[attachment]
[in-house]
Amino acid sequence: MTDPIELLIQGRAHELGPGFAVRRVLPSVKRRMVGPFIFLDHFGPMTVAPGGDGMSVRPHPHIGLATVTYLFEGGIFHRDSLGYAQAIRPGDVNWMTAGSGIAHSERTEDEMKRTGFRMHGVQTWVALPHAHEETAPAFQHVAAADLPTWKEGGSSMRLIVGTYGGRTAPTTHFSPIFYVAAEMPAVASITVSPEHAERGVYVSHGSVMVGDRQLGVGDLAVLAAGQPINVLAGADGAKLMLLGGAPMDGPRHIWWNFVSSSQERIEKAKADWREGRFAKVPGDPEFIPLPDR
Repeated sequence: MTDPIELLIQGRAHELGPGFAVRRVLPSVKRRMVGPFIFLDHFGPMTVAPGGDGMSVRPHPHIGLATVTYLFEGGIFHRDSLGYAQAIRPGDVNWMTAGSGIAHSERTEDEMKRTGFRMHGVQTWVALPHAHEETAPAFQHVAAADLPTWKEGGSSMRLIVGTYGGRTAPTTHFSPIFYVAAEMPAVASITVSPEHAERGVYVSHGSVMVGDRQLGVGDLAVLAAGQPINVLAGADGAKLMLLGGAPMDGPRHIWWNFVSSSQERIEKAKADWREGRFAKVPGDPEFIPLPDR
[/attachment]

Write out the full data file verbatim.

[in-house]
Amino acid sequence: MTDPIELLIQGRAHELGPGFAVRRVLPSVKRRMVGPFIFLDHFGPMTVAPGGDGMSVRPHPHIGLATVTYLFEGGIFHRDSLGYAQAIRPGDVNWMTAGSGIAHSERTEDEMKRTGFRMHGVQTWVALPHAHEETAPAFQHVAAADLPTWKEGGSSMRLIVGTYGGRTAPTTHFSPIFYVAAEMPAVASITVSPEHAERGVYVSHGSVMVGDRQLGVGDLAVLAAGQPINVLAGADGAKLMLLGGAPMDGPRHIWWNFVSSSQERIEKAKADWREGRFAKVPGDPEFIPLPDR
Repeated sequence: MTDPIELLIQGRAHELGPGFAVRRVLPSVKRRMVGPFIFLDHFGPMTVAPGGDGMSVRPHPHIGLATVTYLFEGGIFHRDSLGYAQAIRPGDVNWMTAGSGIAHSERTEDEMKRTGFRMHGVQTWVALPHAHEETAPAFQHVAAADLPTWKEGGSSMRLIVGTYGGRTAPTTHFSPIFYVAAEMPAVASITVSPEHAERGVYVSHGSVMVGDRQLGVGDLAVLAAGQPINVLAGADGAKLMLLGGAPMDGPRHIWWNFVSSSQERIEKAKADWREGRFAKVPGDPEFIPLPDR